How to Find Probate Records

By Don E. Peavy, Sr. - Updated March 27, 2017

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Most probate records are public record, available to anyone wanting information on a deceased person or their property. The county probate clerk keeps probate records that you can search in person, or you may be able to view some information online. Searching probate records can reveal proceedings in which you might be personally interested, such as a relative whose estate is being probated. It's also a good way to do genealogy research and gather information about your family.

Find the County Where the Person Died

Determine the county in which the probate action is filed. If you do not know this, then you can start by searching each county in which the person owned property or the county in which the person died.

Contact the County Probate Clerk

Check the website of the county probate clerk in which the probate action is filed. You may be able to find probate records over the internet. If you cannot access the records over the internet, then telephone the probate clerk's office to determine if the records can be mailed or faxed to you or whether you will need to pick them up in person. The probate clerk should give you a case number and the location of the record. Then you will have to go to that location to view the records.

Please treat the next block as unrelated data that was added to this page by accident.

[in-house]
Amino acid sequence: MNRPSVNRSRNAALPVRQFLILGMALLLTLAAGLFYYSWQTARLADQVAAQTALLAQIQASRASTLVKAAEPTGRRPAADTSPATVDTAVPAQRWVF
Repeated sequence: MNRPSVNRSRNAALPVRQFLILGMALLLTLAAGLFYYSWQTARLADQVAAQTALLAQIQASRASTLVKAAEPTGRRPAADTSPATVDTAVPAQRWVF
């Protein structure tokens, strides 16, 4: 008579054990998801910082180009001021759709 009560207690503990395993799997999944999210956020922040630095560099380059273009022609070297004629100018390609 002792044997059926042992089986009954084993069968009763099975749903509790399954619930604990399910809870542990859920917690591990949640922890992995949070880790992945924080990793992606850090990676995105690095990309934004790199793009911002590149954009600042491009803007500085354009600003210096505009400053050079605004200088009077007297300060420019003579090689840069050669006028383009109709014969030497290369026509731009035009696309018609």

Search the internet

Where the county maintains online records, you can search the database on the internet for the name of the person whose estate you are interested in. Input the person's last name; last name and first name; or last name, first name and middle initial. You can also search by attorney name, court docket or case number. An online search typically will give you the case record for the documents you are looking for. However, you may not be able to see the actual documents in the file.

Collect the Records

Go to the county probate clerk's office and give the clerk the name of the case and the number of the file you want to review. If you have done a search on the county website, then you will need to tell the clerk the specific documents from the file you want to review or make copies of. If you have not been able to do a search of the file, then tell the clerk you want to review the case file and the clerk will hand you the file and allow you to review it. Some probate clerks will charge you a fee to research records, so the more work you can do on your own, the less money you will have to spend.


Probate records are public records, but sometimes a judge can seal some records if asked to do so by a party to the case.

Just about all probate clerks will charge you for copies of records.

About the Author

Don E. Peavy, Sr. teaches philosophy, ethics and religion at the University of Phoenix, Dallas Campus. His published works include “Disaster Among the Heavens," “What Must I Do? Bridging the Gap Between Being and Doing" and “Play It Where It Lies: How to Win at the Game of Life." Peavy holds a Master of Divinity, as well as a Juris Doctor.

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